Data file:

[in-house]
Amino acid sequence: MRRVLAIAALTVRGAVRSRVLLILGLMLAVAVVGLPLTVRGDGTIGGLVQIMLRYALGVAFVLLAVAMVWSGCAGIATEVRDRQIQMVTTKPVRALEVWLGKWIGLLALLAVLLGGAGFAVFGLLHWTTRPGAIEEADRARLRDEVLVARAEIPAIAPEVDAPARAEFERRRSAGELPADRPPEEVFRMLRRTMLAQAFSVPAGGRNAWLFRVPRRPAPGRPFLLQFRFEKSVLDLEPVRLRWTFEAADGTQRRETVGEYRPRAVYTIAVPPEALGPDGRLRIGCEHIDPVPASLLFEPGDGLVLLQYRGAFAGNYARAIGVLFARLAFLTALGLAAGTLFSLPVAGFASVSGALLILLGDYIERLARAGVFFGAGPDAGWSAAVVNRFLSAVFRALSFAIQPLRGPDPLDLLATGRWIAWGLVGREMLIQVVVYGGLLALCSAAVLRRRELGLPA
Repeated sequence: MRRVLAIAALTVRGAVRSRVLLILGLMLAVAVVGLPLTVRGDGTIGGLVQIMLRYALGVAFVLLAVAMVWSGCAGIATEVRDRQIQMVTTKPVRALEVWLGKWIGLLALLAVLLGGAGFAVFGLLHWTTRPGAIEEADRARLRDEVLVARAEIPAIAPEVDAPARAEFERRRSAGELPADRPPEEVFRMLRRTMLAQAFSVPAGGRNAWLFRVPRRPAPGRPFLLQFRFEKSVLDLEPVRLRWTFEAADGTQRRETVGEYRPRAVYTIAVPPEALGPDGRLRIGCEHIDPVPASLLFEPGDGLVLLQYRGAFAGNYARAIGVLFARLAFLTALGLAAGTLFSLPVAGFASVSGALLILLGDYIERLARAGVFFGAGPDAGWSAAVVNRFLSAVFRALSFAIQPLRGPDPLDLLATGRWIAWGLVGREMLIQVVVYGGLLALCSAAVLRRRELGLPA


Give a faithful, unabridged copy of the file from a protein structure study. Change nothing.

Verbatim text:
[in-house]
Amino acid sequence: MRRVLAIAALTVRGAVRSRVLLILGLMLAVAVVGLPLTVRGDGTIGGLVQIMLRYALGVAFVLLAVAMVWSGCAGIATEVRDRQIQMVTTKPVRALEVWLGKWIGLLALLAVLLGGAGFAVFGLLHWTTRPGAIEEADRARLRDEVLVARAEIPAIAPEVDAPARAEFERRRSAGELPADRPPEEVFRMLRRTMLAQAFSVPAGGRNAWLFRVPRRPAPGRPFLLQFRFEKSVLDLEPVRLRWTFEAADGTQRRETVGEYRPRAVYTIAVPPEALGPDGRLRIGCEHIDPVPASLLFEPGDGLVLLQYRGAFAGNYARAIGVLFARLAFLTALGLAAGTLFSLPVAGFASVSGALLILLGDYIERLARAGVFFGAGPDAGWSAAVVNRFLSAVFRALSFAIQPLRGPDPLDLLATGRWIAWGLVGREMLIQVVVYGGLLALCSAAVLRRRELGLPA
Repeated sequence: MRRVLAIAALTVRGAVRSRVLLILGLMLAVAVVGLPLTVRGDGTIGGLVQIMLRYALGVAFVLLAVAMVWSGCAGIATEVRDRQIQMVTTKPVRALEVWLGKWIGLLALLAVLLGGAGFAVFGLLHWTTRPGAIEEADRARLRDEVLVARAEIPAIAPEVDAPARAEFERRRSAGELPADRPPEEVFRMLRRTMLAQAFSVPAGGRNAWLFRVPRRPAPGRPFLLQFRFEKSVLDLEPVRLRWTFEAADGTQRRETVGEYRPRAVYTIAVPPEALGPDGRLRIGCEHIDPVPASLLFEPGDGLVLLQYRGAFAGNYARAIGVLFARLAFLTALGLAAGTLFSLPVAGFASVSGALLILLGDYIERLARAGVFFGAGPDAGWSAAVVNRFLSAVFRALSFAIQPLRGPDPLDLLATGRWIAWGLVGREMLIQVVVYGGLLALCSAAVLRRRELGLPA